Of the various ideas I have been prototyping, one showing some promise is Block Rockin’ .. it’s a 3D Arkanoid or Brick-Out type game controlled by physics. Using the tilt sensors on the iPhone is a great way to control it too – your bat moves around a circular platform. The blocks are destroyed after a couple of strikes, but they also tumble about and (if they’re in a wall or henge configuration) you get quite a pleasing level of destruction.
There’s a few loose ideas for iPhone games that I’m toying with at the moment. Shiva does a nice job of physics (it has the ODE physics engine integrated) so some kind of a sandbox physics game could be nice. It all depends on the limitations of the iPhone of course – from what I’ve seen, there is a severe limit on the number of separate draw calls that can be made if you want a decent frame rate. The number of unique moving objects is apparently much more of a limit than the actual number of polygons in those objects.
‘Block Thrower’ – I have prototyped an idea where you swipe to throw wooden blocks into the scene, where they collide with other blocks. Pleasant enough, but not exactly a core game concept yet. Something along the lines of a 3D ‘crush the castle’ might work.
Some kind of turn-based squad-level combat game could work. There are a few games like this already available for the iPhone of course; but I have learned through Darkwind that this is a niche within the turn-based genre that is relatively popular. I would use the Darkwind critical hits table, one of the coolest things it has – seeing a textual description of injuries is so much better than being told ‘you hit your enemy for 5 damage’.
Back in the mid-1980s one of the games I wrote for the BBC Micro/Archimedes was called ‘Killer’ – a squad-level turn-based shooter where you could design the maps for your friends, define the routes that the computer-controlled enemies would take, and then level-up your characters and watch them die. We need perma-death, obviously. Killer was one of the most popular of my games amongst my friends.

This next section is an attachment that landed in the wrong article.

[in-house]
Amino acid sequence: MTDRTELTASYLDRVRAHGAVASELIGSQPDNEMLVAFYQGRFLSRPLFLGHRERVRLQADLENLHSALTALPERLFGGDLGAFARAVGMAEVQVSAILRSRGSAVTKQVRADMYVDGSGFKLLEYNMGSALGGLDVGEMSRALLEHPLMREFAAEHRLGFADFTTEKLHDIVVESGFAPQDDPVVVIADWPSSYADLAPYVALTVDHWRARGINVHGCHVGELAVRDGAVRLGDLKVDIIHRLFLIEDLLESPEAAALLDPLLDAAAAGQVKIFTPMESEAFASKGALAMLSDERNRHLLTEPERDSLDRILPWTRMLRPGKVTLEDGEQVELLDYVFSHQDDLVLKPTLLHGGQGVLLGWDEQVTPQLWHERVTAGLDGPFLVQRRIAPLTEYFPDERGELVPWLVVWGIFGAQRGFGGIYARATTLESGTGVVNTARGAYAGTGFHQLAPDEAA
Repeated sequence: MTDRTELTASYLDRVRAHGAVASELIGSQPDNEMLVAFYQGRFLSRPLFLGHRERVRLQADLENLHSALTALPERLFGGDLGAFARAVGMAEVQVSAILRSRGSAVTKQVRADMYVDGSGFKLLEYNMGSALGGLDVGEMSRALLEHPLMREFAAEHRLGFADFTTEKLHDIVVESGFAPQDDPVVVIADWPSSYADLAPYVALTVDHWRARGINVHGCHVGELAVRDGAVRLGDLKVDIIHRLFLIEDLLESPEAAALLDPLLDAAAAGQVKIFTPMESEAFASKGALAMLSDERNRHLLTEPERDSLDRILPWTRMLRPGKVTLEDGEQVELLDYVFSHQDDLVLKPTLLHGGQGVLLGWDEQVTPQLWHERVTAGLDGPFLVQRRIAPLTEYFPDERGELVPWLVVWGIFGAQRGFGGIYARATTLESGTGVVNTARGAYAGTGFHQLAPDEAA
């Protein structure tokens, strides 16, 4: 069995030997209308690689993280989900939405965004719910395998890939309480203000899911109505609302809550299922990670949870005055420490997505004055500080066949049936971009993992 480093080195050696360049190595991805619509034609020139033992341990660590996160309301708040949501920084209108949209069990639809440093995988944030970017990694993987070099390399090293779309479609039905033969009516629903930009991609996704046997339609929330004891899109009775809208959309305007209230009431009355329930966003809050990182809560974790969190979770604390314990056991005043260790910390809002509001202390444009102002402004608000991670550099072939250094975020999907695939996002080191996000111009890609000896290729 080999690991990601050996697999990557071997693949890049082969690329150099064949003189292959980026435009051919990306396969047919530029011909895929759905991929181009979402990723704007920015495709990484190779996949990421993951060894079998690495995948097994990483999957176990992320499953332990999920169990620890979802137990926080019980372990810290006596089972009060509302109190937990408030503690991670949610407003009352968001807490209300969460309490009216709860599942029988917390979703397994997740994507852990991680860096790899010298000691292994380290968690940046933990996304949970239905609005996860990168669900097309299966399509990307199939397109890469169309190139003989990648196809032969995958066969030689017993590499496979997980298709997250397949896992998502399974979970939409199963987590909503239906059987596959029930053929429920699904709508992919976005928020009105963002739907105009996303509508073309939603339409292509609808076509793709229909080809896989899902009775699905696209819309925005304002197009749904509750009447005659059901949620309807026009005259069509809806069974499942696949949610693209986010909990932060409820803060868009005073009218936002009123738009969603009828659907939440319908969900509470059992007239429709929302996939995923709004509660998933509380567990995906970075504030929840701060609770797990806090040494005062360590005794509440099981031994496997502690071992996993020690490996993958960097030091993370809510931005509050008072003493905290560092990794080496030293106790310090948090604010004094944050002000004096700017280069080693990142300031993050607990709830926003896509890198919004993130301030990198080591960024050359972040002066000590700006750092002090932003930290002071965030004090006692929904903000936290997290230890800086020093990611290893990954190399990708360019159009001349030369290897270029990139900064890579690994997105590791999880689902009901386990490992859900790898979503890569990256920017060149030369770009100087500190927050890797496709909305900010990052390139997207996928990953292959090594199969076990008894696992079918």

People love to design things. Community can evolve from sharing maps, working together and participating in ‘player versus computer’ multiplayer combats. So this ‘Killer’ game would definitely need to have a scenario-designing component and some form of AI scripting component. Perhaps you could also script the AI defenders of your base if your base was attacked by other players.
Deathracer has been giving me grief the past month or two. It’s a combination of factors. The apparent inability of the Shiva game engine to run complex code efficiently enough to control the number of computer drivers that I want, when running on an iPhone, is probably the main problem. I have spent a lot of time trying to optimise code, and Paul has spent quite a bit of time reworking polycounts and textures for me.
There’s also the issue of scope creep, and of the difficulties of developing in a distributed team. I just remembered why Darkwind was always planned as a one man show..
So yeah, I probably don’t know Shiva as well as I should. I need to start working on smaller projects, just like I did with Torque in 2004/2005, before ramping up to something more substantial like Deathracer.
During a pleasant evening with Nicholas Lovell before the ‘World of Love’ conference, we chatted about Deathracer and how it might work. Now, Nicholas really knows his stuff, so some new ideas came up here.
The game definitely needs some kind of unique hook, possibly something to give it a chance of virality. I explained to Nicholas the concept of sidekicks that Brian and I had toyed with in December. The idea is that the sidekicks have different personalities as well as different skills.. so some are trigger happy, others are careful with the ammo, some may be loose cannons that don’t choose their targets wisely or according to your wishes, etc. But the key idea is that the sidekick does the shooting, while you do the driving, and that the sidekick can be influenced by your wishes but operates somewhat to his/her own agenda. Nicholas’ idea is that there could be an option to actually shout instructions to the sidekick, rather than use buttons. The image of someone shouting ‘shoot now!’ or ‘hold your fire!’ at their iPhone while playing is an interesting one.
Still on the sidekick theme, perhaps the game could be free, but you have to pay for the more powerful/interesting/sexy sidekicks, maybe $1 a pop. Nicholas has been an evangelist for the ‘power laws and whales’ concept for some time now, and he is very much an advocate of letting your players pay what they want to pay (be that $0 or $10) rather than forcing them into a ‘one size fits all’ price.
I also like the idea of a tamogatchi type thing with the sidekicks.. they get injured, and they’re unplayable for a couple of days; when you check into the game, you visit them in hospital, smiling weakly back at you.